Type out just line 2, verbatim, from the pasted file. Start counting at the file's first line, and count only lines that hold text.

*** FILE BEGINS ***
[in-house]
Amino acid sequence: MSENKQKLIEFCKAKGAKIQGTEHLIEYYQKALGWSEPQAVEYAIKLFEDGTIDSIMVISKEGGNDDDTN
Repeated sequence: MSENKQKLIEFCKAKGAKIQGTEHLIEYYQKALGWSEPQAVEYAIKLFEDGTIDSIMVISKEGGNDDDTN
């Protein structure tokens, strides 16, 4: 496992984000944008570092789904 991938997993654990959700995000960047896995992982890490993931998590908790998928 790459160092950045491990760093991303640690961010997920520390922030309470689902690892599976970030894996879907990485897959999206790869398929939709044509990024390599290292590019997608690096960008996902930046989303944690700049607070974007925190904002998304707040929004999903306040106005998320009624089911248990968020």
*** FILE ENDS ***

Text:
Amino acid sequence: MSENKQKLIEFCKAKGAKIQGTEHLIEYYQKALGWSEPQAVEYAIKLFEDGTIDSIMVISKEGGNDDDTN